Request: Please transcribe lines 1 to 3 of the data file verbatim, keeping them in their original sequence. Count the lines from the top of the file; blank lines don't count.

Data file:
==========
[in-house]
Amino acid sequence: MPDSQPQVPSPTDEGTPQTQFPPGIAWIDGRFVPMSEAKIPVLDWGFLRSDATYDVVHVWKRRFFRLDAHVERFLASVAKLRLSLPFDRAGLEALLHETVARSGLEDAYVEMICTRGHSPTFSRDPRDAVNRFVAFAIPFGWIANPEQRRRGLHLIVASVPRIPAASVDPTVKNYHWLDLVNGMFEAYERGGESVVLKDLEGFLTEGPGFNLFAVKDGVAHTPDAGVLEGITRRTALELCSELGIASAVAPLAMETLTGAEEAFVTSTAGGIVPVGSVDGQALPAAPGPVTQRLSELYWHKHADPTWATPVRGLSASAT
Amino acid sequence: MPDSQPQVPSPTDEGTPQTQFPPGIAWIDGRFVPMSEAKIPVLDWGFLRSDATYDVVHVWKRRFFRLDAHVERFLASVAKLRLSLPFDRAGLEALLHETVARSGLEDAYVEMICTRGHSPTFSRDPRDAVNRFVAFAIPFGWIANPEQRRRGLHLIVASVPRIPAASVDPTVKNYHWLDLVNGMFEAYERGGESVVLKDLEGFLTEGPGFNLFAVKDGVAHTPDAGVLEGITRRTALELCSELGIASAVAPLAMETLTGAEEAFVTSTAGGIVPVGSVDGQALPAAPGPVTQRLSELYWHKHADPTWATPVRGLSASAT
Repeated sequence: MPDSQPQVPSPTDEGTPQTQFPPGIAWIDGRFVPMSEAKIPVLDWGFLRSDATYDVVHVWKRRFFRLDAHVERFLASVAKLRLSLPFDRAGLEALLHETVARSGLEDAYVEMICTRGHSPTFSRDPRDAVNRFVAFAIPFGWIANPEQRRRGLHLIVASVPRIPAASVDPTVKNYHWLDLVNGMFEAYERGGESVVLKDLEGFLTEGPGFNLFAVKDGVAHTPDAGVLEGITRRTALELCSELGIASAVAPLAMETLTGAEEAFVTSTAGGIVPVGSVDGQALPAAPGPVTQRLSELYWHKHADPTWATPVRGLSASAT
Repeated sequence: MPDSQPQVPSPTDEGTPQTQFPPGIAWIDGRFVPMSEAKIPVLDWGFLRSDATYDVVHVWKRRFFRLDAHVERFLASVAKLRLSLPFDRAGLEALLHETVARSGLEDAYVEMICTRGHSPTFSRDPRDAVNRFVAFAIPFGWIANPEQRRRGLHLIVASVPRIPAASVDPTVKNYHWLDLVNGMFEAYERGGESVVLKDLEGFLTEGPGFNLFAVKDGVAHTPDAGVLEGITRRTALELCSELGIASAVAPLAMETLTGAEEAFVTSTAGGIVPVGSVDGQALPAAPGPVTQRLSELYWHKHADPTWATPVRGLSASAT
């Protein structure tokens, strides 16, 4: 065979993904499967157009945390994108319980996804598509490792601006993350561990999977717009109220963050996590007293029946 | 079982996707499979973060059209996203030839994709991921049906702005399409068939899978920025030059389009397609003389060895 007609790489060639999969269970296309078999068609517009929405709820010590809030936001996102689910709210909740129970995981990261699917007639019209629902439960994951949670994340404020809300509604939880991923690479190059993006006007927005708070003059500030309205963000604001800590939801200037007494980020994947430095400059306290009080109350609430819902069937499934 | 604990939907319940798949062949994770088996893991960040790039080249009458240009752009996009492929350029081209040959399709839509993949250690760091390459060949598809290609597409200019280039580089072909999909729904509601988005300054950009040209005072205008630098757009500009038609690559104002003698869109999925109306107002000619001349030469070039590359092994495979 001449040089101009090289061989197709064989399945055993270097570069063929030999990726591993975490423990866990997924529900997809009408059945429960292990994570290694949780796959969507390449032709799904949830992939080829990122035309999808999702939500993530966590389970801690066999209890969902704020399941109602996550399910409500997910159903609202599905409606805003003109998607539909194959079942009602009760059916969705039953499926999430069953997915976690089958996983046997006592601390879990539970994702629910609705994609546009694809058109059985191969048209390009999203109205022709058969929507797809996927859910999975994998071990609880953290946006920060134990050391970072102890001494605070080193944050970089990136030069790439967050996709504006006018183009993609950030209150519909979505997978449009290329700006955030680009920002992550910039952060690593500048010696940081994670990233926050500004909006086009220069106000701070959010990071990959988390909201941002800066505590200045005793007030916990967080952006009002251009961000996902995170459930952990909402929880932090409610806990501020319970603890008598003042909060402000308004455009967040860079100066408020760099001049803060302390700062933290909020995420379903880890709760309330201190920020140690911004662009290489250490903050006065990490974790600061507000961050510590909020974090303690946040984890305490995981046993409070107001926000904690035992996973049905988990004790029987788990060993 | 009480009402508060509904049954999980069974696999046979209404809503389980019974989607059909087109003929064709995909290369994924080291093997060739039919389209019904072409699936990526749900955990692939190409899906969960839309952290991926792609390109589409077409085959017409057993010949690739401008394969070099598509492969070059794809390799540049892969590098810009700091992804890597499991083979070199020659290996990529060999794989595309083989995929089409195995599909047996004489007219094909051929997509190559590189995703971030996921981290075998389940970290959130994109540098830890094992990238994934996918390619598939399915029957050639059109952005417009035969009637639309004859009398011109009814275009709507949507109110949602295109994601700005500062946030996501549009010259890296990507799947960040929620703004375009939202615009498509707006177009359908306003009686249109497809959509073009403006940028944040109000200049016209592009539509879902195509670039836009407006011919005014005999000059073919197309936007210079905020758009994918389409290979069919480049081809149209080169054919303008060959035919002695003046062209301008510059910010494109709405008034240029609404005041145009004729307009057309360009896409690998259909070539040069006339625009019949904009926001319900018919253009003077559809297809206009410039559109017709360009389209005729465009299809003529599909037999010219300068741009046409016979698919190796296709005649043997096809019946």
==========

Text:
[in-house]
Amino acid sequence: MPDSQPQVPSPTDEGTPQTQFPPGIAWIDGRFVPMSEAKIPVLDWGFLRSDATYDVVHVWKRRFFRLDAHVERFLASVAKLRLSLPFDRAGLEALLHETVARSGLEDAYVEMICTRGHSPTFSRDPRDAVNRFVAFAIPFGWIANPEQRRRGLHLIVASVPRIPAASVDPTVKNYHWLDLVNGMFEAYERGGESVVLKDLEGFLTEGPGFNLFAVKDGVAHTPDAGVLEGITRRTALELCSELGIASAVAPLAMETLTGAEEAFVTSTAGGIVPVGSVDGQALPAAPGPVTQRLSELYWHKHADPTWATPVRGLSASAT
Amino acid sequence: MPDSQPQVPSPTDEGTPQTQFPPGIAWIDGRFVPMSEAKIPVLDWGFLRSDATYDVVHVWKRRFFRLDAHVERFLASVAKLRLSLPFDRAGLEALLHETVARSGLEDAYVEMICTRGHSPTFSRDPRDAVNRFVAFAIPFGWIANPEQRRRGLHLIVASVPRIPAASVDPTVKNYHWLDLVNGMFEAYERGGESVVLKDLEGFLTEGPGFNLFAVKDGVAHTPDAGVLEGITRRTALELCSELGIASAVAPLAMETLTGAEEAFVTSTAGGIVPVGSVDGQALPAAPGPVTQRLSELYWHKHADPTWATPVRGLSASAT